by Capt. Billy Pipkin
Looking for size? September matters.
One may question if size really matters. Most fishermen would unequivocally answer, “Of course!”
This month affords the opportunity to land large samples of several species. It is during September that the water temperatures moderate and fish begin to feed more aggressively, resulting in greater weight and overall size. Several species boasting increased sizes during this period are redfish, speckled trout, Spanish mackerel and spot.
Redfish, also known as puppy drum, are abundant both inshore and along the deeper channel edges of bay waters. Drum have been protected for many years with tight size and creel limits. Conservation efforts have paid off with the Chesapeake Bay now offering up hot redfish action which for years was only available on the Gulf Coast.
When found in shallow waters of the creeks and marshes, they will feed on both artificial lures as well as live offerings like soft crab or bull minnows. This is where most of the 18-26 inch slot limit fish are available. I have found great success with light tackle while casting over grass beds and near shore structure.
The large bull reds are found in the Chesapeake Bay. They frequent the top edges of the channels where they feast on peanut bunker and other small species. These fish will reach sizes in excess of 40 inches. They offer awesome catch and release action.
Speckled trout fishing is very popular in this region. Action picked up in late August and should improve during September. Grassy flats and oyster beds are great places to find these tasty fish. Specks in the 14-24 inch class will be the norm, yet larger fish in the upper 20s will be available during the next month.
Casting artificial baits has become the norm rather than the exception when targeting trout. Mirrolures, surface poppers and jig heads rigged with twister or paddle tails are among the many baits used to entice shallow water action. Other methods include fly fishing with clouser minnows.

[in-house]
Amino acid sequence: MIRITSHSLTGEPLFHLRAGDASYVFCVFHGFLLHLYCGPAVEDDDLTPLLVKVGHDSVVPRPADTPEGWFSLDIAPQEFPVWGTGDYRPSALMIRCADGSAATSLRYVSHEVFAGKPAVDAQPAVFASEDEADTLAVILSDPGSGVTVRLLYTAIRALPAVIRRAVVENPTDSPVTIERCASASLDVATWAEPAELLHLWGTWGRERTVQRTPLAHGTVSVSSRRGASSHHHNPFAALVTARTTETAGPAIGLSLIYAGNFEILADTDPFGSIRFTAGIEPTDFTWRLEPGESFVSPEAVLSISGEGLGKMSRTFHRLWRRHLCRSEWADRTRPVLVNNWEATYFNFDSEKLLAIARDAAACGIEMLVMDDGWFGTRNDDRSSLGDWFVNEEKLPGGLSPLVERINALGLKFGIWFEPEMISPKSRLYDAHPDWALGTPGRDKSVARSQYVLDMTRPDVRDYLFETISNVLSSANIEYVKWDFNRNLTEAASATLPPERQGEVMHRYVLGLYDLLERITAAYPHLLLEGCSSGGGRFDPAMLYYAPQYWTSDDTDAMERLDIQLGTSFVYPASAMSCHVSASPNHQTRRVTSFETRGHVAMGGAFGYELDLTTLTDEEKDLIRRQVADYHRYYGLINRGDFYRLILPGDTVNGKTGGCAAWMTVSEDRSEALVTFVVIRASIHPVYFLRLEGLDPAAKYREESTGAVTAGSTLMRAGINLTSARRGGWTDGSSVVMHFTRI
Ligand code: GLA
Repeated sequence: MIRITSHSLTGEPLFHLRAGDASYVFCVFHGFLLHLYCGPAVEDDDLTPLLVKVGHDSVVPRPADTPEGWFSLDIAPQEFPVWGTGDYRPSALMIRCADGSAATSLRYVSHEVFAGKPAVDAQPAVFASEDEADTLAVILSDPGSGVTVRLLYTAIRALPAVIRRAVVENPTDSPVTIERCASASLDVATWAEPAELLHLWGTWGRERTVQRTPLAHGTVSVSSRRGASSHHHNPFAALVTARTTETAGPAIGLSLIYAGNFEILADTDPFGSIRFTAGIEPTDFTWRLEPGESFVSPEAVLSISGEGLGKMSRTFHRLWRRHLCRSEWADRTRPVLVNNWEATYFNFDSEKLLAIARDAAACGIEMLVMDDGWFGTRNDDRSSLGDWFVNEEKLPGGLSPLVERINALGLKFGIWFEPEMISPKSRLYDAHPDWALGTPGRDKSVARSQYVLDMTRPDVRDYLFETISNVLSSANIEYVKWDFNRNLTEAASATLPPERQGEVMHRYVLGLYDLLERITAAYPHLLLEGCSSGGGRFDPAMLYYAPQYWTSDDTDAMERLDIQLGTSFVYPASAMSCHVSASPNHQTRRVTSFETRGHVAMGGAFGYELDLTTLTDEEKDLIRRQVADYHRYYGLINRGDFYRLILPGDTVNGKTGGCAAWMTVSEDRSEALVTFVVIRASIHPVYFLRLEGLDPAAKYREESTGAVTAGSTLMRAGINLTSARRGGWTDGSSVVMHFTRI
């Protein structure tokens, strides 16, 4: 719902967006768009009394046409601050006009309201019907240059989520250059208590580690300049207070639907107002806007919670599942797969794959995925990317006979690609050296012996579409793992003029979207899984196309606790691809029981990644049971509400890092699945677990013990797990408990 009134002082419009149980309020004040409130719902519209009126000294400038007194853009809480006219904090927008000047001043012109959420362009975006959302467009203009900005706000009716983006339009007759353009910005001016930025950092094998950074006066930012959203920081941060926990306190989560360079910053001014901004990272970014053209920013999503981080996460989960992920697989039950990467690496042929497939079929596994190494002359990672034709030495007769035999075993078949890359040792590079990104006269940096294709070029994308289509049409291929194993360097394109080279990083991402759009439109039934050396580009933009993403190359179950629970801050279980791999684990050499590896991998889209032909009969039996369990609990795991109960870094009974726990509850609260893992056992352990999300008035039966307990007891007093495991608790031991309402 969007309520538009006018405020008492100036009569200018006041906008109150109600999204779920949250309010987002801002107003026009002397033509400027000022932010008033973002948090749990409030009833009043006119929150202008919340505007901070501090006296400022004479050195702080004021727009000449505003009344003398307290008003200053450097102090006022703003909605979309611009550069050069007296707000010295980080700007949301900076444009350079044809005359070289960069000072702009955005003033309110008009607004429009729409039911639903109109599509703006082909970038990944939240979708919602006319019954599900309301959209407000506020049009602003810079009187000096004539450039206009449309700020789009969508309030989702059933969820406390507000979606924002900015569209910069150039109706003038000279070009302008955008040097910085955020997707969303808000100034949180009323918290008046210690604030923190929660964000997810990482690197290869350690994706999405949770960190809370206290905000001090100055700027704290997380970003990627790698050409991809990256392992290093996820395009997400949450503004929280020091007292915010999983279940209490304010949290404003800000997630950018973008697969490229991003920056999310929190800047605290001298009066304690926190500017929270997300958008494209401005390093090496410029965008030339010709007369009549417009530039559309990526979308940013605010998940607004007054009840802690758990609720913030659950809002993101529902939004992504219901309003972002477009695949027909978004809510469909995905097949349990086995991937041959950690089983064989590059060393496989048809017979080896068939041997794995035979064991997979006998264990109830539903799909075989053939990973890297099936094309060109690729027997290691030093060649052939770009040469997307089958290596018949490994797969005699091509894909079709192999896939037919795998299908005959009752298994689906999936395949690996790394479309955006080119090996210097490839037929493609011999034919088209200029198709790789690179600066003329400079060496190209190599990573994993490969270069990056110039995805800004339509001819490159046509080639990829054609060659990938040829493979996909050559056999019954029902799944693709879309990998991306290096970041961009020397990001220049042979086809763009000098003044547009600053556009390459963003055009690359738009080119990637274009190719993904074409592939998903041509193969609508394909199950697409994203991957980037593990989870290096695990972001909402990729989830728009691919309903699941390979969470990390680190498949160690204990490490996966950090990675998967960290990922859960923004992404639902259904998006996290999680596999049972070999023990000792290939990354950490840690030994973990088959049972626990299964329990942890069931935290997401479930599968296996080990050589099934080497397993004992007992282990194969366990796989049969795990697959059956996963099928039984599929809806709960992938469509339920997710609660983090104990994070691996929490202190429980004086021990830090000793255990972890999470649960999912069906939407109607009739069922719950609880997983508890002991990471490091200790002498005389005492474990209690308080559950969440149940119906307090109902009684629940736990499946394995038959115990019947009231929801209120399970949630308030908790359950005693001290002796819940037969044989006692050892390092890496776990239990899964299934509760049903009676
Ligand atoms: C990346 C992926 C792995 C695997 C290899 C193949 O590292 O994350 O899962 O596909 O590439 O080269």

Spanish mackerel will continue to bite into late month. The larger specimens have begun to show early, so be prepared for some ‘Mega Macks’ upwards of 30 inches.
Anglers should find plenty of trolling action along the channel edges throughout the region. Trolling produces good results with several different lures. The only difference is varying speeds for each species. Spoons (#0 and #1) are the baits that closest resemble the shiners that are the main menu for all three species—redfish, speckled trout and Spanish mackerel. Due to their size and strength, the bull reds will require a larger spoon with a more stout hook.
An average trolling speed of 5-6 knots will entice all the species. A slightly faster speed will entice more mackerel and a slower moving bait will attract more drum.
This trio of fish will continue to school in the lower Potomac and southern Maryland waters to the mouth of the Rappahannock. They will come in waves as they continue to move southward in migration. Many fish follow the western side of the bay but an area that should not be discounted is the eastern channel edges from Smith Point to the Cut Channel.
Bluefish seem to be consistent on both sides of the bay with the larger samples found on the eastern flats and locations holding structure. Trolling has been producing blues up to seven pounds with the average running one to two pounds each. They are often found mixed in with mackerel catches.
Spot are growing in size. These late summer specimens are referred to as “Norfolk spot” or “yellow bellies” and can exceed one pound apiece. The large spot are becoming plentiful over most hard bottom areas with most of the rivers and creeks holding them at this time.
Bottom fishing for many species will peak this month and should continue to provide good action into October.
Whether you fish from your boat, kayak or a charter boat, this month promises great fishing. Remember, because of size….September matters!
Until next time….Fair winds.
Capt. Billy Pipkin owns and operates Ingram Bay Marina and Capt. Billy’s Charters Fishing Service at the mouth of the Great Wicomico River. captbillyscharters.com, 580-7292.